Wednesday, April 24, 2013

On Failure (3/26/13)

When you write about your own projects, there's always a temptation to emphasize your successes and avoid talking about the mishaps. However, I think that we experimentalists have an obligation to document failures as well as successes.

One of the most spectacular failures of my brewing career occurred with this last attempt at a Berliner Weisse. I performed the same souring technique that I used in my previous, highly successful, batch of Berliner Weisse: Mash and boil normally, then leave the beer at 95F—after adding lactobacillus but before adding yeast—for a few days. I knew something was wrong within 24 hours of souring. Instead of the cabbagey aroma of dimethyl sulfide that I expected, the beer smelled like parmesan cheese. After three days, I tasted very little acidity, so I let it go for another 24 hours. At this point it had some acidity, but it was a back-of-the-throat, acetic acidity, not the clean lactic acid I was hoping for.

The next surprise came when I measured the gravity after souring: 1.005. The beer had already fermented! The lactobacillus should have produced enough acid to deter any other fermentative organisms, but apparently did not. Nevertheless, I boiled the beer for 60 minutes and added a packet of yeast. The beer still smelled strongly of cheese after boiling and fermenting. Not even close to drinkable. I dumped the entire batch and threw out the bucket I fermented it in. This marks the first time I've dumped a batch before bottling.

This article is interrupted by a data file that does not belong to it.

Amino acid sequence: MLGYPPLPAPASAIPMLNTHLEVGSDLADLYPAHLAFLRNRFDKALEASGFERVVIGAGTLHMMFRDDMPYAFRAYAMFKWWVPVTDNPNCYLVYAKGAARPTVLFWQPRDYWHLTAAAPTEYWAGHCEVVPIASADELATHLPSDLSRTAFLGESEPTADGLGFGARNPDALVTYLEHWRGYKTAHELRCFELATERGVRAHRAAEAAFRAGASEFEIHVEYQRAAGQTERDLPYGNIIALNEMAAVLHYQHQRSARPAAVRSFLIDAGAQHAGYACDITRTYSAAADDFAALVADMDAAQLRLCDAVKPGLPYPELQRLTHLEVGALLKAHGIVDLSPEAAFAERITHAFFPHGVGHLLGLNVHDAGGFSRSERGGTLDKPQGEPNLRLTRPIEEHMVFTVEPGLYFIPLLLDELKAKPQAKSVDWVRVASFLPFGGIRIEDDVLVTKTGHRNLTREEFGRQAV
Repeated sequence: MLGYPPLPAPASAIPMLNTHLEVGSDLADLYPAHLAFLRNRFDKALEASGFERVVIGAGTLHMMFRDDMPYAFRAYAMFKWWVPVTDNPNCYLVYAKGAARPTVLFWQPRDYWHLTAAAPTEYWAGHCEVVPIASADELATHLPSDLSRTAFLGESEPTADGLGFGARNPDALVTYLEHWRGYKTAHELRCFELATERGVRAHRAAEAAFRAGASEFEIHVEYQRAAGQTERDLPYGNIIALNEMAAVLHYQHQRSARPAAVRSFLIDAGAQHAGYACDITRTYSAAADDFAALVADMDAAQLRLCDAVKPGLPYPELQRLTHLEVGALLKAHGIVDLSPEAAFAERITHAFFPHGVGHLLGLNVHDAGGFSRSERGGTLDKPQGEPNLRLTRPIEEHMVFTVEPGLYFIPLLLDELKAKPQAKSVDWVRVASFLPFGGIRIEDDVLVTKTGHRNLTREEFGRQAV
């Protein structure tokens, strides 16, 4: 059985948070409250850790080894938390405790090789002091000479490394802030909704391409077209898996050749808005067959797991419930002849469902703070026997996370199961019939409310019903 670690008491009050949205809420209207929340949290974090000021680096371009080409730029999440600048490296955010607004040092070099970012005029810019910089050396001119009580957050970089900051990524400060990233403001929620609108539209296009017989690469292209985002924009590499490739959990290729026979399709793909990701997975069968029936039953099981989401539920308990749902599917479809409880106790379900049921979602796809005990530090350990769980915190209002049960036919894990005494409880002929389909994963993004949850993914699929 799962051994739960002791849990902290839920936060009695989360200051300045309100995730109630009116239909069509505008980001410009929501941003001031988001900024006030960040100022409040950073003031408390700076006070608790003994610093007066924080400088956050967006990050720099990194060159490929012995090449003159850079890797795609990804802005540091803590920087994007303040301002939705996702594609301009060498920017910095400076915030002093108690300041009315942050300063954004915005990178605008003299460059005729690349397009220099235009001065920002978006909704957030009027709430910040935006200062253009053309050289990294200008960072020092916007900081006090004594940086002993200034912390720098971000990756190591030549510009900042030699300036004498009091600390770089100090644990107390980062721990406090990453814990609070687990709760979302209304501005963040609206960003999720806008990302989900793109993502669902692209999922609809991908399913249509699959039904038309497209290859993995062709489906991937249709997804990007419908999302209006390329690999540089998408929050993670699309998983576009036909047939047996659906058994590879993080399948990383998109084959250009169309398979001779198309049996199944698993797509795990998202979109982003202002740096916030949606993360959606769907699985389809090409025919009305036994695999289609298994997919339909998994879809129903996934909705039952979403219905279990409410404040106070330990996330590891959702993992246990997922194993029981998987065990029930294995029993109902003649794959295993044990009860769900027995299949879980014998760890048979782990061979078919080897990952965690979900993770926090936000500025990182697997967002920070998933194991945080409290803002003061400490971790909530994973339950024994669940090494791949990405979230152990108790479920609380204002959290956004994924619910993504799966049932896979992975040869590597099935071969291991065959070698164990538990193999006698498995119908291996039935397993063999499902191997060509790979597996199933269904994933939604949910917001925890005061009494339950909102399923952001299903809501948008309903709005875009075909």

My theory is that the lactobacillus culture I bought was not viable and hence did not produce enough acidity to protect the wort from the trace amounts of wild yeast and bacteria that managed to infiltrate the covering of plastic wrap and tape that I placed over the kettle during souring. In the future I will make a starter with the lactobacillus to hasten souring and ensure that the bacteria is alive before adding it to a full batch of beer.

Update: Thanks to Greg Noonan's excellent, though technical, book, New Brewing Lager Beer, I now believe that my main problem in this batch was a Gram-negative bacteria known as Clostridium butyricum, which produces butyric acid—a major component of the aroma of Parmesan cheese. In order to protect against these bacteria in the future, I will sour my beers at a higher temperature—say 115 - 120F—because clostridium bacteria are inactive above 112F, while lactobacillus delbruckii is active up to 131F.


Gravity before souring: 1.032
Gravity after souring: 1.005

Mash adjustments: 5.5 grams Calcium Chloride
Sparge adjustments: 1 drop 88% lactic acid
Mash in: 153F
Mash length: 60
Efficiency: 63%

Yeast: US05
Bacteria: Lactobacillus delbruckii (White Labs)
Pitching temp: 65F

Malts Mashed Amount % Max Pts.
2 row 6.5 90% 36.00
Barley (flaked) 0.75 10% 32.00
Hops/Additions Amount Time AA%
Magnum 0.25 60 14.0%

3/29/13: More cheesy than cabbagey aroma during souring this time. Souring has progressed more slowly, although identical inoculation rates and souring temperatures were used. The lack of pilsner malt would explain the lower levels of DMS this time.

3/30/13: 96 hours in. No krausen has formed this time, however, the beer seems to have fermented.  Boiled and pitched US05.

Even after a 60 minute boil and a few weeks of fermentation with yeast, the beer retained a strong parmesan cheese aroma which is quite unpleasant.

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